The boys have gone on a hunt. One among them has confessed his feelings for another of their classmates, so they’re trying to find where she lives. So they can tell her, for him. He doesn’t want to do this. They keep doing it anyway. Everyone is 12.
They find her, and she is not happy. She demands they meet in the school courtyard, with her friends on one side and his friends on the other. She orders the boy with the crush to leave her alone. The boy opens his bag, and keeps peering inside, even though there is nothing there. He wants to disappear inside its darkness.
Was that when I started putting on my armour? Maybe it was sooner, like the day I hid behind a wall, watching the bus leave without me for a day out, rather than appear and let everyone know I missed it. It might have been later, when I learned to keep my thoughts and feelings secret, by watching how my best friend in school did it.
These memories are foremost in my mind, but it was probably hundreds of these moments that layered pieces of armour on me. The thing was, I didn’t mind that I was wearing it.
Armour kept me safe. It protected me from getting cut and bruised, it kept my soft parts from being seen. That would be the worst — for people to see my blemishes. It would be weakness, it would be humiliation. Nothing less than a gleaming, perfect shell would do.
I didn’t notice that while armour kept the world from coming in, it also kept me from going out into the world.
Unworthy of Love, Belonging and Joy
25 years after that day in the schoolyard, I’ve come to understand that my perfectionism, defensiveness and secrecy share a root cause: a deep feeling of shame. A buried belief that no matter what I do, I’m not good enough, not worthy enough, not ___ enough for love, belonging and joy.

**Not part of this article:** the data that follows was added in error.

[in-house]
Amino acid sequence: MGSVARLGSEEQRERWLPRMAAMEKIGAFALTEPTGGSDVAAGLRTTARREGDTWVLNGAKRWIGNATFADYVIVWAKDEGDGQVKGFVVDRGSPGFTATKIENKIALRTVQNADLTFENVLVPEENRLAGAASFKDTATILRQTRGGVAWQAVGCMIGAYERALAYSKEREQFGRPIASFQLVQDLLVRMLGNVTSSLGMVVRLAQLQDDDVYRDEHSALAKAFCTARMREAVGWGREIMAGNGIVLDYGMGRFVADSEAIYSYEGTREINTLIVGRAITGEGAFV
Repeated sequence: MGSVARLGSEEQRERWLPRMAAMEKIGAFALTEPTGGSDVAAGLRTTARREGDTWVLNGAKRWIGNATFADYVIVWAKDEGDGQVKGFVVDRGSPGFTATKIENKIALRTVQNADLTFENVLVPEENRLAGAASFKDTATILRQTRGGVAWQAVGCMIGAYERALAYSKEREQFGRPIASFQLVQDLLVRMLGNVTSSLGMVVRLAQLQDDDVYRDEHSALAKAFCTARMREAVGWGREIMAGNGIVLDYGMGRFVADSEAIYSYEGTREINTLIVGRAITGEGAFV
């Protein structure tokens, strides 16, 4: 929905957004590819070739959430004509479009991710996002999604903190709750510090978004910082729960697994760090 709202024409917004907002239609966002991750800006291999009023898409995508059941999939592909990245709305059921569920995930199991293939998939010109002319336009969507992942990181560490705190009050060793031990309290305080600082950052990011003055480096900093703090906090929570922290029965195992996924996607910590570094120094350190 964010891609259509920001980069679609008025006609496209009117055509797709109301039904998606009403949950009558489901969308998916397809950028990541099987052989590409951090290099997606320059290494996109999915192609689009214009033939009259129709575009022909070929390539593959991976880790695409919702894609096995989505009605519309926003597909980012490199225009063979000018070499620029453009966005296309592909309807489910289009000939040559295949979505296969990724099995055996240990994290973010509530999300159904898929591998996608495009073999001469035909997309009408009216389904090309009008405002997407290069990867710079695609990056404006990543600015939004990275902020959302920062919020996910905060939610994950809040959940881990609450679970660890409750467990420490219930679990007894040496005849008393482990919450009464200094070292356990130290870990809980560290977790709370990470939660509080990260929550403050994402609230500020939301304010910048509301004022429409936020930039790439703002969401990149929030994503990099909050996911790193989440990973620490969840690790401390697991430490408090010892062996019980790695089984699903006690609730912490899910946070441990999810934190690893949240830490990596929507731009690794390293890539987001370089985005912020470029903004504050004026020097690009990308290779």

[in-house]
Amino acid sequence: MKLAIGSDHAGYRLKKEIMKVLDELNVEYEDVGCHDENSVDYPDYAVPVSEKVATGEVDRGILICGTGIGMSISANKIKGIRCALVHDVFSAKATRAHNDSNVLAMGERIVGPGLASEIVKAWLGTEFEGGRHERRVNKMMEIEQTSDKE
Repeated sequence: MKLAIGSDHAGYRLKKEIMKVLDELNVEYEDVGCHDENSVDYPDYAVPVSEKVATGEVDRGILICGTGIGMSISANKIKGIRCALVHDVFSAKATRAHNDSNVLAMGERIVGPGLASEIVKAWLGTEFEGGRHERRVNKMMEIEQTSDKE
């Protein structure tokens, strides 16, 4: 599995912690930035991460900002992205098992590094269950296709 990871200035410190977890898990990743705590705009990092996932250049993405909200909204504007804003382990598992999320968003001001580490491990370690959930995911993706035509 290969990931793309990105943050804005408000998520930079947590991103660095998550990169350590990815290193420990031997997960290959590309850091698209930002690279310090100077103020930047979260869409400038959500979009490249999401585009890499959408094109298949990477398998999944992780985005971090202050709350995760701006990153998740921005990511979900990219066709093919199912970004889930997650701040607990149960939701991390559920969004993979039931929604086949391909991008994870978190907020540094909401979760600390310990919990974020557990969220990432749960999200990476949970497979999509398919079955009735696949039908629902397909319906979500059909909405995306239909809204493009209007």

I’ve always felt some amorphous version of this unworthiness, but I never knew its name until I watched Brené Brown’s TED talk, ‘The Power of Vulnerability,’ and more recently, read her book Daring Greatly: How the Courage to Be Vulnerable Transforms the Way We Live, Love, Parent, and Lead.
Brown, a professor at the University of Houston Graduate College of Social Work, has spent more than a decade researching the roots of resilience, shame and vulnerability. In Daring Greatly, she explains how shame isn’t reserved for those who have gone through trauma, it’s something we all know.
Shame is universal and one of the most primitive human emotions that we experience. The only people who don’t experience shame lack the capacity for empathy and human connection … We’re all afraid to talk about shame. The less we talk about shame, the more control it has over our lives. Brené Brown, Daring Greatly
Shame is the feeling that something is wrong with us, it is the difference between feeling “I did something bad,” and “I am bad.”
Shame is the fear of disconnection — it’s the fear that something we’ve done or failed to do, an ideal that we’ve not lived up to, or a goal that we’ve not accomplished makes us unworthy of connection. I’ve not worthy or good enough for love, belonging, or connection. I’m unlovable. I don’t belong … Shame is the intensely painful feeling or experience of believing that we are flawed and therefore unworthy of love and belonging. Brené Brown, Daring Greatly
Through her research, Brown discovered a key difference between people who could overcome shame and feel a deep sense of love and belonging (whom she calls the ‘Wholehearted’), and those who don’t.
The difference is simple, even if not easy: Wholehearted people believe that they are worthy of love, belonging and joy. They make choices that cultivate this feeling of worthiness. And the qualities which arise out of these choices, like courage, compassion and connection, are made possible — only possible — through vulnerability.
Vulnerability — what Brown defines as uncertainty, risk and emotional exposure — is the single clearest value shared by all the Wholehearted men and women in her research.
Here is the paradox and the challenge: If we want to feel loved, happy and brave, we have to drop our armour and expose our underbellies to the world.
Overcoming the Shame of Not Feeling Enough
We all have our ways of dealing with shame. In Daring Greatly, Brené Brown shares the work of Dr. Linda Hartling, director of Human Dignity and Humiliation Studies at Stone Center, Wellesley, who explains how we:
- Move away from shame by withdrawing, hiding, silencing ourselves and keeping secrets
- Move toward shame by seeking to appease and please
- Move against shame by gaining power over others, by being aggressive, and using shame to fight shame
So how can we let go of shame? Shame thrives in secrecy. By talking about shame, we can loosen its hold on us. Brown outlines a four-step process:
- Recognise shame and understand its triggers
- Practicing critical awareness
- Reaching out
- Speaking shame